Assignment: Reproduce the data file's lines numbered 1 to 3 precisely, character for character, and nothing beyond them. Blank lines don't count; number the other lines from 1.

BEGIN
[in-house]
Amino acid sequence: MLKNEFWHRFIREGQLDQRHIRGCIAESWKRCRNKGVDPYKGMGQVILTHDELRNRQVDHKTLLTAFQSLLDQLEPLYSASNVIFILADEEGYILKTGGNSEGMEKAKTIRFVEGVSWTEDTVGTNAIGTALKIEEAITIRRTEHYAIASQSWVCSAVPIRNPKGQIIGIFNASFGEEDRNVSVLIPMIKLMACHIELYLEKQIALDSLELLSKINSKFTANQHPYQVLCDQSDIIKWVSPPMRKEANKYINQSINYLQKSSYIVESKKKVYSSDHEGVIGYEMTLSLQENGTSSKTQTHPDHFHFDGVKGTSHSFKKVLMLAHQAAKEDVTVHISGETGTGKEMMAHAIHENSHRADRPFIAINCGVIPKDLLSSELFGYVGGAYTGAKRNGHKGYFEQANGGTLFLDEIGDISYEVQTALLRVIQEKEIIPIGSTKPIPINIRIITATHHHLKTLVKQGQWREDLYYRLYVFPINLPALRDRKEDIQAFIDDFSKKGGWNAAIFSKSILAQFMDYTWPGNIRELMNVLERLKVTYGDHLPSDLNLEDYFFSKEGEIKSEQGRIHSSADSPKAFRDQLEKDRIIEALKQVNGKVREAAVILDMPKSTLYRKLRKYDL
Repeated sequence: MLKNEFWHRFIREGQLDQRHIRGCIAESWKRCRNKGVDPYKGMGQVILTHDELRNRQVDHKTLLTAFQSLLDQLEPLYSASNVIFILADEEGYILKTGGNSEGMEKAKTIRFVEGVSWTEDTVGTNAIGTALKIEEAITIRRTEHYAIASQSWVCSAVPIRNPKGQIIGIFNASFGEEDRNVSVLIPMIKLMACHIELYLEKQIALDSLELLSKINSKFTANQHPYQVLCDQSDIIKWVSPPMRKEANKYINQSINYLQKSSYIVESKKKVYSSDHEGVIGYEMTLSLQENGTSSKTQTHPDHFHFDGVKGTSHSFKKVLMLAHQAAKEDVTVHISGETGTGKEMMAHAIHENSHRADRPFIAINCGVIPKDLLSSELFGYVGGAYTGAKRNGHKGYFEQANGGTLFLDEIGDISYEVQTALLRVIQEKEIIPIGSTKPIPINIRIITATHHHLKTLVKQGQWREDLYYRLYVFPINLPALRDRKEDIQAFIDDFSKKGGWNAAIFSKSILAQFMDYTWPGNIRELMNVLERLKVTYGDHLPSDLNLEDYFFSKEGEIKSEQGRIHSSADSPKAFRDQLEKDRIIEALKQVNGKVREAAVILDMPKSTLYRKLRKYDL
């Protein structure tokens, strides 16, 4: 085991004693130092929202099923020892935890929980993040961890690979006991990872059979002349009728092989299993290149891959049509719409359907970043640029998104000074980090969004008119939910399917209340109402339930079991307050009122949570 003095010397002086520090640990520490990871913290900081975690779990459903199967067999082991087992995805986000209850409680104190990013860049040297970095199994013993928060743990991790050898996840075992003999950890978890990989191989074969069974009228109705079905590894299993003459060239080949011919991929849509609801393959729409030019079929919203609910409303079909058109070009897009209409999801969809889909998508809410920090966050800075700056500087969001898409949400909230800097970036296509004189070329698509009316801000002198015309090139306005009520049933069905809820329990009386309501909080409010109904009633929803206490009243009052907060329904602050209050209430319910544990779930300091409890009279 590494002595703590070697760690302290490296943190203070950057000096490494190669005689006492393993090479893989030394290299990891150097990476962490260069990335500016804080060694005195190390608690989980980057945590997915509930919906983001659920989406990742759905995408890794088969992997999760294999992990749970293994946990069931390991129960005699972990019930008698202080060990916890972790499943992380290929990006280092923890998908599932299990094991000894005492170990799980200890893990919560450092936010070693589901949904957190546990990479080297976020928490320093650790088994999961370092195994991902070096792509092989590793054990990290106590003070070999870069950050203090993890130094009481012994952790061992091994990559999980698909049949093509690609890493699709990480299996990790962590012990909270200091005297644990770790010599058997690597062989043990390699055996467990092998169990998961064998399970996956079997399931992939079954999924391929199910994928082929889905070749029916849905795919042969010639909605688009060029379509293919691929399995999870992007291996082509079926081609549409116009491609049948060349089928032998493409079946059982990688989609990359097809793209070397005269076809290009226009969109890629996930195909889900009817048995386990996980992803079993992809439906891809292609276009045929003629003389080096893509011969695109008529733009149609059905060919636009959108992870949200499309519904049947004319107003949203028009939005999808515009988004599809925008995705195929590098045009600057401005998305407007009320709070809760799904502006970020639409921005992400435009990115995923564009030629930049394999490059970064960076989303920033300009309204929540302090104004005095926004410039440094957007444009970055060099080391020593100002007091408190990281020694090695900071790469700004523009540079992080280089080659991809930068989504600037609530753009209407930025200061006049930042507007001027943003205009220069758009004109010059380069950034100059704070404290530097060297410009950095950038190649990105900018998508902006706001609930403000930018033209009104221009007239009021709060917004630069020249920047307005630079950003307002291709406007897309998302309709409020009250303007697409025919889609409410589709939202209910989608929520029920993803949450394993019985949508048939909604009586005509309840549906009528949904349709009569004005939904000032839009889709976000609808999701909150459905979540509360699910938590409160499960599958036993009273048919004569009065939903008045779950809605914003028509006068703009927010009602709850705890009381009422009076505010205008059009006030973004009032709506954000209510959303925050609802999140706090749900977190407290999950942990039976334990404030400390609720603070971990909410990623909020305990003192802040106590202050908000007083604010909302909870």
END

[in-house]
Amino acid sequence: MLKNEFWHRFIREGQLDQRHIRGCIAESWKRCRNKGVDPYKGMGQVILTHDELRNRQVDHKTLLTAFQSLLDQLEPLYSASNVIFILADEEGYILKTGGNSEGMEKAKTIRFVEGVSWTEDTVGTNAIGTALKIEEAITIRRTEHYAIASQSWVCSAVPIRNPKGQIIGIFNASFGEEDRNVSVLIPMIKLMACHIELYLEKQIALDSLELLSKINSKFTANQHPYQVLCDQSDIIKWVSPPMRKEANKYINQSINYLQKSSYIVESKKKVYSSDHEGVIGYEMTLSLQENGTSSKTQTHPDHFHFDGVKGTSHSFKKVLMLAHQAAKEDVTVHISGETGTGKEMMAHAIHENSHRADRPFIAINCGVIPKDLLSSELFGYVGGAYTGAKRNGHKGYFEQANGGTLFLDEIGDISYEVQTALLRVIQEKEIIPIGSTKPIPINIRIITATHHHLKTLVKQGQWREDLYYRLYVFPINLPALRDRKEDIQAFIDDFSKKGGWNAAIFSKSILAQFMDYTWPGNIRELMNVLERLKVTYGDHLPSDLNLEDYFFSKEGEIKSEQGRIHSSADSPKAFRDQLEKDRIIEALKQVNGKVREAAVILDMPKSTLYRKLRKYDL
Repeated sequence: MLKNEFWHRFIREGQLDQRHIRGCIAESWKRCRNKGVDPYKGMGQVILTHDELRNRQVDHKTLLTAFQSLLDQLEPLYSASNVIFILADEEGYILKTGGNSEGMEKAKTIRFVEGVSWTEDTVGTNAIGTALKIEEAITIRRTEHYAIASQSWVCSAVPIRNPKGQIIGIFNASFGEEDRNVSVLIPMIKLMACHIELYLEKQIALDSLELLSKINSKFTANQHPYQVLCDQSDIIKWVSPPMRKEANKYINQSINYLQKSSYIVESKKKVYSSDHEGVIGYEMTLSLQENGTSSKTQTHPDHFHFDGVKGTSHSFKKVLMLAHQAAKEDVTVHISGETGTGKEMMAHAIHENSHRADRPFIAINCGVIPKDLLSSELFGYVGGAYTGAKRNGHKGYFEQANGGTLFLDEIGDISYEVQTALLRVIQEKEIIPIGSTKPIPINIRIITATHHHLKTLVKQGQWREDLYYRLYVFPINLPALRDRKEDIQAFIDDFSKKGGWNAAIFSKSILAQFMDYTWPGNIRELMNVLERLKVTYGDHLPSDLNLEDYFFSKEGEIKSEQGRIHSSADSPKAFRDQLEKDRIIEALKQVNGKVREAAVILDMPKSTLYRKLRKYDL